The temp­ta­tion of drugs and money Trolls

Sun.Star Baguio - - Opinion -

THE lure of easy money ob­tained thru ille gal means such as the pos­ses­sion of, dis tri­b­u­tion and sale of dan­ger­ous drugs par­tic­u­larly ‘shabu’ has claimed an­other vic­tim, this time a high rank­ing of­fi­cer of the Philip­pine Na­tional Po­lice (PNP) who is on Pres­i­dent Ro­drigo Duterte’s “nar­col­ist”.

What­ever any­body might say the plain and sim­ple truth is that the ap­peal of mak­ing so much money out of the sale of small pack­ets of the il­le­gal drug ‘shabu’ has led so many of our coun­try­men into the path of perdi­tion.

The re­cent death of po­lice su­per­in­ten­dent San­ti­ago Ylanan Rapiz, lo­gis­tics chief of the Zam­boanga Del Norte po­lice re­veals that even agents of the gov­ern­ment and those sup­pos­edly in­volved in the cam­paign to rid the coun­try of pro­hib­ited drugs are not them­selves im­mune to the poi­son of il­le­gal drugs.

But what is more dis­turb­ing is that de­spite the fact that po­lice su­per­in­ten­dent Rapiz has al­ready been iden­ti­fied as ei­ther a pro­tec­tor or a dis­trib­u­tor of ‘shabu’ and thus in­cluded in the nar­col­ist of the pres­i­dent he con­tin­ued to en­joy, up to the time of his be­ing killed by un­der­cover agents from the PNP Counter-In­tel­li­gence Task Force (CITF) and the Philip­pine Drug En­force­ment Agency (PDEA), the perks and ben­e­fits of his of­fice as well as pos­si­bly go­ing to work reg­u­larly as a cop.

There is a clear and present dan­ger posed to the pub­lic when a sus­pected po­lice scalawag is al­lowed to con­tinue in­ter­act­ing with the or­di­nary cit­i­zens con­sid­er­ing the in­flu­ence and au­thor­ity that can be ex­erted to ei­ther co­erce, coopt, or worse ma­nip­u­late or­di­nary in­di­vid­u­als seek­ing the as­sis­tance of a gov­ern­ment of­fice.

From a prac­ti­cal and log­i­cal point of view the gov­ern­ment might have to con­sider putting un­der pre­ven­tive sus­pen­sion or re­stric­tive cus­tody those agents in au­thor­ity such as po­lice­men al­ready iden­ti­fied and in­cluded in a val­i­dated ‘nar­col­ist’ in­stead of still al­low­ing them the free­dom of move­ment and in­ter­ac­tion with the pub­lic.

For all in­tents and pur­poses the late su­per­in­ten­dent Rapiz might have used his of­fice to ad­vance his in­ter­ests in the il­le­gal op­er­a­tion of ‘shabu’.

While we fol­low the le­gal dic­tum that one is in­no­cent un­til proven oth­er­wise the grav­ity of the of­fense as well as the na­ture of the of­fice in­volved should be care­fully con­sid­ered and weighed in de­ter­min­ing whether a gov­ern­ment agent sus­pected of be­ing in­volved in il­le­gal drugs should be al­lowed to con­tinue in of­fice or pend­ing the de­ter­mi­na­tion of his li­a­bil­ity or guilt.

The pub­lic must be pro­tected at all times and the gov­ern­ment must do its ut­most to guar­an­tee that there is no whiff or scent of mis­deed or il­le­gal­ity in the daily work of the au­thor­i­ties es­pe­cially the mem­bers of the PNP who are sup­posed to have sworn to pro­tect the lives and prop­erty of the peo­ple.

AFEW years ago there was this quar­rel among some peo­ple in the me­dia stem ming from the pur­suit of eth­i­cal stan­dards. Some­body nat­u­rally ze­roed in on those cov­er­ing the Bureau of Cus­toms (BOC) beat. The BOC, af­ter all, is a mag­net for the cor­rupt prac­ti­tion­ers and the so­called “haoshiao” me­dia peo­ple or “ko-me­dya” and the so-called “Fri­day Club” of old.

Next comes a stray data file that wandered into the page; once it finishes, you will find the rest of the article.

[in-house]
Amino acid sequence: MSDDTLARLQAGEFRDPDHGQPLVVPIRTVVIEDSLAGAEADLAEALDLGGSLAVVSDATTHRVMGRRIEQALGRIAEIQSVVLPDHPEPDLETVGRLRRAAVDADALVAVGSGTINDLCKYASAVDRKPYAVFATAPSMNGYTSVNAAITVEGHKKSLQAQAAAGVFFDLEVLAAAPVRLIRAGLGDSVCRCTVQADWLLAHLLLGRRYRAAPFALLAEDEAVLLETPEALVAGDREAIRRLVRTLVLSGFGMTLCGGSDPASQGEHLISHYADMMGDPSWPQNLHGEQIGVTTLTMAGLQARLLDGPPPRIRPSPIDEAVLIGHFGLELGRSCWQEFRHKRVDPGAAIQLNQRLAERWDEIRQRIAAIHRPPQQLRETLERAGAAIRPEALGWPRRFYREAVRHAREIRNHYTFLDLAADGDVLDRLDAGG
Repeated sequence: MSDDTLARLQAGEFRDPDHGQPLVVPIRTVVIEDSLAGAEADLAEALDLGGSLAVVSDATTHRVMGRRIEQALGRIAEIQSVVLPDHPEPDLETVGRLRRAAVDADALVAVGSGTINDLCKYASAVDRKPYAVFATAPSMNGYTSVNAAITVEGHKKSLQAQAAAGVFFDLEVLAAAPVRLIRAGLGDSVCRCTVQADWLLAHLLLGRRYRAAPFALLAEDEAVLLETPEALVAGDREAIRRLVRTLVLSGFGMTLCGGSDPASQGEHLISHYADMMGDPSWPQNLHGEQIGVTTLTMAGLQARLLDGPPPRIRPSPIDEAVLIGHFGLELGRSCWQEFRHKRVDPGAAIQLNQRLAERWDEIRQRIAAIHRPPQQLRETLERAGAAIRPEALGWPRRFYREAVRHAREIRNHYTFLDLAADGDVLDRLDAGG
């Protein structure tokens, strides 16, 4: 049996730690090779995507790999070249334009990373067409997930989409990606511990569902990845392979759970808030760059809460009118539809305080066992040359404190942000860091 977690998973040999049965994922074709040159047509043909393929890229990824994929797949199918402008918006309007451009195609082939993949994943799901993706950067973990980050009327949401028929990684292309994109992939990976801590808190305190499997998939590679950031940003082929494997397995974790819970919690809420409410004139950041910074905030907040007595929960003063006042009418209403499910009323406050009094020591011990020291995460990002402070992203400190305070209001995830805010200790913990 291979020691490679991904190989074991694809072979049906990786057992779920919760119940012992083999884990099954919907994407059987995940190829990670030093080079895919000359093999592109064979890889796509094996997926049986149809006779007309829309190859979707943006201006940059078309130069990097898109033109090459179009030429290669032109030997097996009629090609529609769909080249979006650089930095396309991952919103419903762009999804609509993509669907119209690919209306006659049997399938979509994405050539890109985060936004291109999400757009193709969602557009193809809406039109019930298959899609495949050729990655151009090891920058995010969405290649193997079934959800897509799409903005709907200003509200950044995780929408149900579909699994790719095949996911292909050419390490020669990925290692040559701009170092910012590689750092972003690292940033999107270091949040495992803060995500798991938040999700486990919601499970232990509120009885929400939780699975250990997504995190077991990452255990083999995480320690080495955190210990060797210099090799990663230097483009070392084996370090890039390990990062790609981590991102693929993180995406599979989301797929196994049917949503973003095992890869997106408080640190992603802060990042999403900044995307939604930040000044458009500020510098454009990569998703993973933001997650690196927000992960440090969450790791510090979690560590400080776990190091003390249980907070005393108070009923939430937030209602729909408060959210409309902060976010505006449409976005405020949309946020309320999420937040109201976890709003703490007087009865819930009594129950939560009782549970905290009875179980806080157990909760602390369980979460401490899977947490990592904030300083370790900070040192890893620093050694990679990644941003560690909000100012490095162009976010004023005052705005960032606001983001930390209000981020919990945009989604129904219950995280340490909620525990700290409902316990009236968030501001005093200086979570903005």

Again, that was years ago and I don’t know how the BOC is be­ing cov­ered now by the Cebu me­dia. That “some­body” who crit­i­cized the cov­er­age of the BOC in Cebu did take it upon him­self to do the cov­er­ing him­self.

As an old hand in the cov­er­age of the BOC would later tell me, the critic nat­u­rally got stumped when he went to the BOC be­cause he was clue­less of the pro­ce­dure and where the pos­si­ble sources of cor­rup­tion were. He didn’t know where to start his sleuthing. He even­tu­ally let go and never went back to the BOC again.

I re­mem­ber that story when Pres­i­dent Duterte de­ployed the mil­i­tary to watch over the run­ning of the BOC. The mil­i­tary per­son­nel can be at the BOC premises all they want, but as long as they are clue­less about how the agency is be­ing run, all that they can do is in­tim­i­date the BOC per­son­nel and hope they will change ways by in­tim­i­da­tion. Aside from that, they could not do any­thing much.

Cor­rup­tion in the bu­reau­cracy, like the il­le­gal drugs trade, are com­plex prob­lems. That is pre­cisely why both have sur­vived through the years. In­tim­i­da­tion alone can’t solve these prob­lems. As they say, com­pli­cated prob­lems can only be solved us­ing in­tri­cate so­lu­tions. De­ploy­ing the mil­i­tary is too sim­plis­tic an ap­proach and may not work by its lone­some.

Ev­ery­thing has been silent so far at the BOC front. It would be in­ter­est­ing to find out what is hap­pen­ing there days af­ter the mil­i­tary de­ploy­ment.


The trolls are in­tact, or their pres­ence may even have been strength­ened with the 2019 midterm elec­tions just around the bend. Or at least that is what I could glean from the re­port about the killing of Charie Mae Man­cia, who was found in­side her room with mul­ti­ple stab wounds in the neck and other parts of her body Sun­day (Nov. 4) dawn. The re­port posted on Face­book im­me­di­ately at­tracted trolls.

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